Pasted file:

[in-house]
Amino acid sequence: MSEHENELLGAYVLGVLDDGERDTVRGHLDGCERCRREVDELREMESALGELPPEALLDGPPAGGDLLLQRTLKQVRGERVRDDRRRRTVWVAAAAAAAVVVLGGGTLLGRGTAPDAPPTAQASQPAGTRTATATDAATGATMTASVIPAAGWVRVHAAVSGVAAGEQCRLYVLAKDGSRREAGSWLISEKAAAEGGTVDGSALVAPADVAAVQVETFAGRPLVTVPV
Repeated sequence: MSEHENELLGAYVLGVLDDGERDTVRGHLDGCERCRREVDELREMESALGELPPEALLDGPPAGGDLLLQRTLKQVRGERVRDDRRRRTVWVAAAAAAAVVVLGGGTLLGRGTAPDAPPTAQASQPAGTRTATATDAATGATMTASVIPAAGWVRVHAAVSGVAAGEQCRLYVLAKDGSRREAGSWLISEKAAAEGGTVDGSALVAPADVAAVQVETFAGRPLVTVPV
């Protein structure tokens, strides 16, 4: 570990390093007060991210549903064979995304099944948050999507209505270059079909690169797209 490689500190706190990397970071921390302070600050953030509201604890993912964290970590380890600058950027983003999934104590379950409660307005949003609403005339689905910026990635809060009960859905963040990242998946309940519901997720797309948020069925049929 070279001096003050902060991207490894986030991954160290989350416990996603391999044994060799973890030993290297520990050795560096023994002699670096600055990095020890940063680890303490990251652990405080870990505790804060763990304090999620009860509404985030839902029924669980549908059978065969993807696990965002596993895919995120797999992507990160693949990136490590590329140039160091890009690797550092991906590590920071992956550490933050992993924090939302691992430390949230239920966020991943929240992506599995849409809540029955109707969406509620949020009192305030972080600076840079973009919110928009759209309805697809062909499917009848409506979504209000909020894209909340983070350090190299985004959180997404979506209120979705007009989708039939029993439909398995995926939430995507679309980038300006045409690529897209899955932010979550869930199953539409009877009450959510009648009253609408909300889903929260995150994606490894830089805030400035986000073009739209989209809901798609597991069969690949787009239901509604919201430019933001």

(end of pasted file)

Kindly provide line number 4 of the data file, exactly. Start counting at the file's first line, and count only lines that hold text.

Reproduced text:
């Protein structure tokens, strides 16, 4: 570990390093007060991210549903064979995304099944948050999507209505270059079909690169797209 490689500190706190990397970071921390302070600050953030509201604890993912964290970590380890600058950027983003999934104590379950409660307005949003609403005339689905910026990635809060009960859905963040990242998946309940519901997720797309948020069925049929 070279001096003050902060991207490894986030991954160290989350416990996603391999044994060799973890030993290297520990050795560096023994002699670096600055990095020890940063680890303490990251652990405080870990505790804060763990304090999620009860509404985030839902029924669980549908059978065969993807696990965002596993895919995120797999992507990160693949990136490590590329140039160091890009690797550092991906590590920071992956550490933050992993924090939302691992430390949230239920966020991943929240992506599995849409809540029955109707969406509620949020009192305030972080600076840079973009919110928009759209309805697809062909499917009848409506979504209000909020894209909340983070350090190299985004959180997404979506209120979705007009989708039939029993439909398995995926939430995507679309980038300006045409690529897209899955932010979550869930199953539409009877009450959510009648009253609408909300889903929260995150994606490894830089805030400035986000073009739209989209809901798609597991069969690949787009239901509604919201430019933001």